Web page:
“I’m packing my teaching philosophy”
This week, Ottawa University students, Hannah Adam and Peter Grant-McKechnie, are packing their bags in preparation for a journey to Longido, Tanzania.
The Faculty of Education students are excited to go and help further the education of TEMBO- sponsored girls who will be participating in TEC, TEMBO’s three week summer camp program. Over 60 girls who are currently attending secondary school, will participate in this program which is designed to reinforce their language, academic and life skills. The program, run by Canadian teacher volunteers, is in its seventh year and has proven to be very instrumental in helping the girls achieve academic success.
Hannah and Peter both specialize in music. Hannah plans to “incorporate her love of music into the activities with the girls.” She adds that she “loves to sing and enjoys making that part of my teaching.” Peter has created a small playlist of some of his favourite tunes. He hopes to have many opportunities to use rhythm and singing in his teaching.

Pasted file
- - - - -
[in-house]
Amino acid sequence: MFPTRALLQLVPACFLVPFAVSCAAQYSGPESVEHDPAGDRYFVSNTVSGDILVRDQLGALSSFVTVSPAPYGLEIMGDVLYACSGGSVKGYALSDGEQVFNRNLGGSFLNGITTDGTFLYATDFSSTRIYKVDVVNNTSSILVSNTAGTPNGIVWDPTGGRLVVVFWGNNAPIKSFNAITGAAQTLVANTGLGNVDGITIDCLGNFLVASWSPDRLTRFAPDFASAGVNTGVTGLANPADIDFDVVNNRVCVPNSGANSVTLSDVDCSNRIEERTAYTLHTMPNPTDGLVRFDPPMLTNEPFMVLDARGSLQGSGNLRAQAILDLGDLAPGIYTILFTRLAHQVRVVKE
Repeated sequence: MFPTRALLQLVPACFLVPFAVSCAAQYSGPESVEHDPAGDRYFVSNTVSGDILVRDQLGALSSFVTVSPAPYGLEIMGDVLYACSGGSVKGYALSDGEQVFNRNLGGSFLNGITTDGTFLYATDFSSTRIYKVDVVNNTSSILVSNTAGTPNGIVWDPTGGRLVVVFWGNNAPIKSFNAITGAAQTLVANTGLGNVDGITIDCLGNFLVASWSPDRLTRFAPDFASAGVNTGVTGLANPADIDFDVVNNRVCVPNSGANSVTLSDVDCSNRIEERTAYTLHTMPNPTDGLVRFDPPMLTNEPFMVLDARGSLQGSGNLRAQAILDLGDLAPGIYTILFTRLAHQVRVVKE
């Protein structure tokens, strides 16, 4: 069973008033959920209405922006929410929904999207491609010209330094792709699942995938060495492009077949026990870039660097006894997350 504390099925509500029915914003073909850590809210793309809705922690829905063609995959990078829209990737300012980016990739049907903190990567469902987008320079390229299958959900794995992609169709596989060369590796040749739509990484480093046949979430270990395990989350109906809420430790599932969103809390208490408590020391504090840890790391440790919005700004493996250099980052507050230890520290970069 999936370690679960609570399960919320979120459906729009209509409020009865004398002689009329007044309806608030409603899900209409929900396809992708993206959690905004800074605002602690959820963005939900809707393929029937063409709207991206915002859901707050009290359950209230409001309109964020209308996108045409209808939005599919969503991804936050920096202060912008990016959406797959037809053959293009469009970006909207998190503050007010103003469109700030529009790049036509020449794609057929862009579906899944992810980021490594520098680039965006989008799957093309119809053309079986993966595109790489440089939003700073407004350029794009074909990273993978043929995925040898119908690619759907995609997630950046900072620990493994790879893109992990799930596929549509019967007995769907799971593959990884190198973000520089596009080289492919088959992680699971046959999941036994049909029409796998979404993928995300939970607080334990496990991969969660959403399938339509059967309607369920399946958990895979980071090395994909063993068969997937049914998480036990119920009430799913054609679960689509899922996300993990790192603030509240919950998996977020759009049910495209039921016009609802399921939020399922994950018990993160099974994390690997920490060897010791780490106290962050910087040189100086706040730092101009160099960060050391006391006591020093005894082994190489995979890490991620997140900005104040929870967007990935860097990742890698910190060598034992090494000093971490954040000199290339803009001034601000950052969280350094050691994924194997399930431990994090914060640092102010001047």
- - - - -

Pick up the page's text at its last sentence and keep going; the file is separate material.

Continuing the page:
Hannah sees that her greatest challenge will be working through the language barrier. She knows that although the language of instruction in Tanzanian secondary schools is English, the students’ command of that language is exceptionally weak. The girls’ first language is Maa (the language of the Maasai) and then Swahili, (the official language of Tanzania). TEMBO teachers must work hard to help the girls develop functional English subject-specific vocabulary, a necessary requirement for academic success.
Peter who has never before left North America, is looking forward to “meeting the Maasai people and seeing Tanzanian geography and wildlife.” He feels that all of this will be “very mind-blowing and intriguing.” What does he feel will be the greatest challenge? “Teaching in an unfamiliar environment without having any technology to fall back on.”
When asked what she plans to pack for her journey to help with her teaching, Hannah says that she is taking the most important thing: her teaching philosophy. She adds that, “Every student wants to and can learn and it’s the teacher’s job to teach a student to the point where she can be a leader in her own educational journey.”